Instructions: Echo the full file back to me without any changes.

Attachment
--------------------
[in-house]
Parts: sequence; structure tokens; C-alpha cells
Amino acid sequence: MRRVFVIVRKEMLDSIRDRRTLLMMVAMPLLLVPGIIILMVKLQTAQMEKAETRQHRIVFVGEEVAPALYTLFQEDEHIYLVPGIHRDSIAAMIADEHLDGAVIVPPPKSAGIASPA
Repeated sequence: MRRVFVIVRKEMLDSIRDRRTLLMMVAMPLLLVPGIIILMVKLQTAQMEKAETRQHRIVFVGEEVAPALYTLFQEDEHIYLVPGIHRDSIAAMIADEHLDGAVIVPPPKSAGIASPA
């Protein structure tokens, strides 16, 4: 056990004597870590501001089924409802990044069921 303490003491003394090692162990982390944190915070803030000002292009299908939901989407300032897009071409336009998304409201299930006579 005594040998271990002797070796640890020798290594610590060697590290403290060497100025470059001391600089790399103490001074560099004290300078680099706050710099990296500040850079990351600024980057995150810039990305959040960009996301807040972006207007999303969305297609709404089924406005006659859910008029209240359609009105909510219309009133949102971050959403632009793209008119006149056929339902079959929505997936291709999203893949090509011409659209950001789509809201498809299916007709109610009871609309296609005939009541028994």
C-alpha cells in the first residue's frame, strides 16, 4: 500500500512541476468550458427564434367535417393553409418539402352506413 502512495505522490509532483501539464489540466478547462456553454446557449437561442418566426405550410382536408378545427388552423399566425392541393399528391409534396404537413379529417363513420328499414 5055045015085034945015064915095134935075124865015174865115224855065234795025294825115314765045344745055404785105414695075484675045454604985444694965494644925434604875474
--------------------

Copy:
[in-house]
Parts: sequence; structure tokens; C-alpha cells
Amino acid sequence: MRRVFVIVRKEMLDSIRDRRTLLMMVAMPLLLVPGIIILMVKLQTAQMEKAETRQHRIVFVGEEVAPALYTLFQEDEHIYLVPGIHRDSIAAMIADEHLDGAVIVPPPKSAGIASPA
Repeated sequence: MRRVFVIVRKEMLDSIRDRRTLLMMVAMPLLLVPGIIILMVKLQTAQMEKAETRQHRIVFVGEEVAPALYTLFQEDEHIYLVPGIHRDSIAAMIADEHLDGAVIVPPPKSAGIASPA
């Protein structure tokens, strides 16, 4: 056990004597870590501001089924409802990044069921 303490003491003394090692162990982390944190915070803030000002292009299908939901989407300032897009071409336009998304409201299930006579 005594040998271990002797070796640890020798290594610590060697590290403290060497100025470059001391600089790399103490001074560099004290300078680099706050710099990296500040850079990351600024980057995150810039990305959040960009996301807040972006207007999303969305297609709404089924406005006659859910008029209240359609009105909510219309009133949102971050959403632009793209008119006149056929339902079959929505997936291709999203893949090509011409659209950001789509809201498809299916007709109610009871609309296609005939009541028994």
C-alpha cells in the first residue's frame, strides 16, 4: 500500500512541476468550458427564434367535417393553409418539402352506413 502512495505522490509532483501539464489540466478547462456553454446557449437561442418566426405550410382536408378545427388552423399566425392541393399528391409534396404537413379529417363513420328499414 5055045015085034945015064915095134935075124865015174865115224855065234795025294825115314765045344745055404785105414695075484675045454604985444694965494644925434604875474